Lynne’s blog

Oct
21
2016
by
Lynne McTaggart
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1
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Not so little grey cells

Tell your doctor that you have to search harder to recall the names of distant friends or remember where you last placed your keys, and he’s likely chalk it up to ‘mild cognitive decline’ and tell you to get used to the inevitable slippery slope of ageing. He’d be resoundingly wrong. The latest brain evidence […]
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Oct
14
2016
by
Lynne McTaggart
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When Pro-Life and Pro-Choice became good buddies

Imagine the following happening in America today: a group of women meeting regularly, half of the group pro-life and Trump supporters, and the other half pro-choice and Clinton supporters, each group respecting the other’s point of view and speaking together with compassion and understanding. Impossible? That’s exactly what happened nearly 26 years ago.
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Oct
7
2016
by
Lynne McTaggart
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Brexit and the US election: understanding the ‘other’

As I witness the great divisions in both Britain and America in the recent referendum and ongoing US election campaign, I’m reminded of Mark Gerzon, who, as a leadership facilitator with the Congress and the United Nations, once worked with the New Israel Fund, an organization whose membership, comprised of both Israelis and Palestinians, raises […]
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Sep
30
2016
by
Lynne McTaggart
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3
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Quantum plants

Inside the interior of a football-sized laboratory at the University of California at Berkeley, Graham Fleming and his colleagues in the biology department have set up the scientific equivalent of a pinball machine. Numerous precision lasers, which pulse out light at millions of a billionth of a second, are placed in various strategic points, trained […]
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Sep
22
2016
by
Lynne McTaggart
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A tale of two campaigns

This blog is NOT about who should become the next President of the United States. It’s a tale of two campaigns, about the way in which we Americans have elected to choose our leaders, compared to the way in which Great Britain chooses theirs.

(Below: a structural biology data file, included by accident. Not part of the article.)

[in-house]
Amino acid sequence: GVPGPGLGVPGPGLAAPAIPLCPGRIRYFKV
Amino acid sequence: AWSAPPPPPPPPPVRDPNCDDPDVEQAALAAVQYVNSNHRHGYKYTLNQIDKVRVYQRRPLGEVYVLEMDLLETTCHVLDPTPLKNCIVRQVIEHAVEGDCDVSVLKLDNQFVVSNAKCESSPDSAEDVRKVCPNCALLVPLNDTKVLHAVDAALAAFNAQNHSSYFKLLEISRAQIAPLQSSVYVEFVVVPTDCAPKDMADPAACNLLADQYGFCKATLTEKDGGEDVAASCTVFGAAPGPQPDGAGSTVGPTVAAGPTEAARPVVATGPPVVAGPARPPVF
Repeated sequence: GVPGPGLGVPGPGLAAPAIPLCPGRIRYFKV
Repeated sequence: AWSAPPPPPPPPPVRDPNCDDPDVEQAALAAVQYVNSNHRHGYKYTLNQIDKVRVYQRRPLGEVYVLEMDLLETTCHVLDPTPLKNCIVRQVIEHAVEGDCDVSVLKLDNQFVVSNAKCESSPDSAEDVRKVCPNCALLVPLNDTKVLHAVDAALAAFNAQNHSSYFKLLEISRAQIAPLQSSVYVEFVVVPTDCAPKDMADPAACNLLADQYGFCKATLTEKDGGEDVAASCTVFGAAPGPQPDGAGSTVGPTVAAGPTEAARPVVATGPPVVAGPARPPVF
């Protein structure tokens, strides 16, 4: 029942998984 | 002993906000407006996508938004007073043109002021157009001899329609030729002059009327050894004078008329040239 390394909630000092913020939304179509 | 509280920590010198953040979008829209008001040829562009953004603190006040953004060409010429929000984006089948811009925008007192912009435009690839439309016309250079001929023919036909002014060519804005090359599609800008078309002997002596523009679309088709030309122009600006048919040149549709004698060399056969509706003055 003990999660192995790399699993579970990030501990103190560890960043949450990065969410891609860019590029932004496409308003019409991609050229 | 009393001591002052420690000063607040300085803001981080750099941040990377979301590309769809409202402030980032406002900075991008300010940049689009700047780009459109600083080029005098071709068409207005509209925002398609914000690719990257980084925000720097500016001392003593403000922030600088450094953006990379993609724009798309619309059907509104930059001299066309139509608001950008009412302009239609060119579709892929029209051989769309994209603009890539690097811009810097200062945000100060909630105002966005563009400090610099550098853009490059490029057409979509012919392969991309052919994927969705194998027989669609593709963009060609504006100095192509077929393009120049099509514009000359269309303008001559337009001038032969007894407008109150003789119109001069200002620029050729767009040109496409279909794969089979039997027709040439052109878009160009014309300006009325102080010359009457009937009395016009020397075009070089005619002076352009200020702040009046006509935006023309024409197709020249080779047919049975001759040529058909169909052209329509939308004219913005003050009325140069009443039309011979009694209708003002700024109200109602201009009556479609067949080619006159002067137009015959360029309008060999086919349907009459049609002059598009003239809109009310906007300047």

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Sep
16
2016
by
Lynne McTaggart
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3
Comments

The audacity of hope

This is a story about a largely unsung hero who changed the face of medicine from a tiny village in the English East Midlands. For us, the story began in 1995 when Bryan’s 78-year-old mother Edie was diagnosed with end-stage breast cancer. Privately her doctor told us, “If I were you, I’d get her affairs […]
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Sep
9
2016
by
Lynne McTaggart
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0
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Even better vibrations

Even better vibrations For all aspects of life, molecules have to speak to each other. If you’re excited, your adrenals pump out more adrenaline, which tells specific receptors to get your heart beating faster. The standard theory about how this happens is that two molecules that match each other structurally exchange specific (chemical) information, which […]
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Aug
26
2016
by
thayne
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The big wheeze

We are overwhelmed by wheezing these days. Some 300 million people worldwide suffer from asthma, and one of every 10 Americans will suffer from the condition at some point in their lives. As to the cause of this soaring epidemic, conventional medicine is unequivocal, pointing the finger squarely at pollen and other airborne irritants like […]
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Aug
19
2016
by
thayne
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0
Comments

Playing Cowboys and Indians

Last week David Brooks wrote a column in the International New York Times with the extraordinary assertion that in 18th century America, when the Native Americans and the European settlers lived cheek by jowl, not a single Indian defected to go live with the settlers, but many settlers took off to live with the Native […]
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Aug
12
2016
by
thayne
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0
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How to really say you’re sorry

Not long ago, I attended a talk featuring a man who’d accidentally killed several people in a car accident through negligent driving – a case not unlike that of Oscar Pistorius, the Paralympic champion convicted of accidently murdering his girlfriend. (I’m changing some of the particulars but staying with the real meaning of what happened […]
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Why wait any longer when you’ve already been waiting your entire life?

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